There can be little doubt that Dag Hammarskjöld achieved a great deal through the informal mediation he facilitated, and that in these he demonstrated strong personal initiative (Jahn, 1961). There are numerous occasions where he left his mark as a successful mediator using his ‘quiet diplomacy’ to resolve tensions amongst the member states. One of the most remarkable successes of his signature ‘quiet diplomacy’ occurred in 1955 where he mediated with People’s Republic of China to secure release of15 detained American fliers who had served under the United Nations Command in Korea (UNDP, 2012, p. 2).
The first and most challenging disputes which fell to his lot to settle arose in the Middle East. The first of these was the conflict between Israel and the Arab States in 1955. As the representative of the UN, he succeeded in easing the tension by negotiating an agreement between each of the parties involved and the UN, setting up demarcation lines and establishing UN observation posts. But the tension heightened between the Great Britain, France and Egypt after Egypt had nationalized the Suez Canal. He tried to find a solution to this dispute through private negotiations which did not bear any fruits. So he used his diplomatic pressure and hinted to resign unless all member states honored their pledge to abide by all clauses of the UN Charter.
On 1 November 1955, the General Assembly adopted, on the proposal of the United States, resolution 997 (ES-I), calling for an immediate ceasefire, the withdrawal of all forces behind the armistice lines and the reopening of the Canal. The Secretary-General was requested to observe and report promptly on compliance to the Security Council and to the General Assembly, for such further action as those bodies might deem appropriate in accordance with the United Nations Charter. In reality for the first time in the history of the United Nations, the Secretary-General was thus vested with far-reaching powers. This wielding power gave upper hand to Hammarskjöld to mediate a solution between the stakeholders such that France and Great Britain were willing to suspend hostilities, provided that Israel and Egypt were prepared to accept the establishment of a UN force to ensure and supervise the suspension of hostilities and subsequently to prevent the violation of the Egyptian-Israeli border. The result was that the war was brought to an end, a demarcation line was fixed, and a UN force was established to guard it (Jahn, 1961).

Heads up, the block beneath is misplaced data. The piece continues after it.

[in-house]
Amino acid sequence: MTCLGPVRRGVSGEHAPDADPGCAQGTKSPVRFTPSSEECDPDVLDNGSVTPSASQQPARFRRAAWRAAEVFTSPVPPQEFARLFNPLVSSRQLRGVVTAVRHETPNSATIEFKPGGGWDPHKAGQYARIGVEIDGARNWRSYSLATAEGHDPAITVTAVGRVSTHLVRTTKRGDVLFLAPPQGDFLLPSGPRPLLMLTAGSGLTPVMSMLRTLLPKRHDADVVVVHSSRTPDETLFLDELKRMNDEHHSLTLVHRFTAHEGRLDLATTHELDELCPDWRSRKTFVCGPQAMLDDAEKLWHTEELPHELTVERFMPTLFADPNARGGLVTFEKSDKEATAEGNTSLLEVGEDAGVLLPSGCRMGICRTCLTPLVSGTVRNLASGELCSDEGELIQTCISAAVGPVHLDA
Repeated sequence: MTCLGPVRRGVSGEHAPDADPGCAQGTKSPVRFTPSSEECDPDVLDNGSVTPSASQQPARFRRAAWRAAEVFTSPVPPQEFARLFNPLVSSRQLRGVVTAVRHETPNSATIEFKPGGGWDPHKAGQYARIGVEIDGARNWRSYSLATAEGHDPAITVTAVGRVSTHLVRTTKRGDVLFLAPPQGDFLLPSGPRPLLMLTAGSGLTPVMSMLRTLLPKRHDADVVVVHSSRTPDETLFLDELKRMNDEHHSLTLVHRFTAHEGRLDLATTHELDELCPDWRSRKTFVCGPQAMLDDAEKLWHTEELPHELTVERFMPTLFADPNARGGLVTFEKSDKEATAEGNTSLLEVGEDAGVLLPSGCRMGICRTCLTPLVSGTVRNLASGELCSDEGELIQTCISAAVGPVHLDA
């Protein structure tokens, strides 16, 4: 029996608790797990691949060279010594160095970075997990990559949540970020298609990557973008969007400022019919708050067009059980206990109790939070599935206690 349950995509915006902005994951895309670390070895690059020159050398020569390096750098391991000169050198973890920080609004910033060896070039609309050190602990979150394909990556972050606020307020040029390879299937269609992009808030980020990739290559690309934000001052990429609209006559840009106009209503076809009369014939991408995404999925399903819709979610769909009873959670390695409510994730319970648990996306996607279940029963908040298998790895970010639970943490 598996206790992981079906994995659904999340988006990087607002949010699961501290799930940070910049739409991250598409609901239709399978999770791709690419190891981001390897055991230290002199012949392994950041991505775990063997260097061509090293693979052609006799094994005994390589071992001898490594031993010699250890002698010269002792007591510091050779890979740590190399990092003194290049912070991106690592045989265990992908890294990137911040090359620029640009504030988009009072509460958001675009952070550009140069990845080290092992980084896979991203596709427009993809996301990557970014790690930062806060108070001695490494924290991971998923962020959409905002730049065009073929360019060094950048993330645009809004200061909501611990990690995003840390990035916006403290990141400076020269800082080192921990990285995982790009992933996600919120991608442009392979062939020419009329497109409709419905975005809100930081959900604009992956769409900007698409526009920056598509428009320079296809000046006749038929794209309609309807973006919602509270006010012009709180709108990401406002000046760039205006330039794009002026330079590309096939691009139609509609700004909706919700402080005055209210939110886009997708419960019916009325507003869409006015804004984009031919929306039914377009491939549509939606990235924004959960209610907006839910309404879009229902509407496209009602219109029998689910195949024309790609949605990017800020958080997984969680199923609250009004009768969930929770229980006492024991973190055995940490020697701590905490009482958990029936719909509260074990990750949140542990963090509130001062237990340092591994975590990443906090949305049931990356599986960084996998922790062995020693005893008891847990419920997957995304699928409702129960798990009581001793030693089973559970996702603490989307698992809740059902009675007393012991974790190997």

This was the first armed United Nations Peacekeeping force known as United Nations Emergency Force (UNEF). The setting up of this first peacekeeping mission was a pure improvisation. First it was designed to replace collective security as envisaged in the Charter of the United Nations (Chapter VII). Cold war’s tensions between the Soviet Union and the United States blocked the Security Council preventing the use of the UN to solve international crisis. To address the Suez crisis, Dag Hammarskjöld, acting on a proposal from the Canadian Foreign Affairs Minister Lester B. Pearson, had recourse to the General Assembly to launch the new operation. Facing the threat of a British and French veto, Hammarskjöld had to adopt another strategy to deploy the first UN contingent. He did it through the use of the «Uniting for Peace» resolution that was dating from the war in Korea. This highly controversial method allows the UN to authorize the deployment of troops without the approval of the Security Council. After difficult negotiations at the Secretariat, UNEF was finally authorized to be deployed in Egypt with its soldiers wearing for the first time the blue helmet. This shows the genius of Dag Hammarskjöld in executing his diplomacy in solving the problem despite the heights of cold war tension between the powerful adversaries.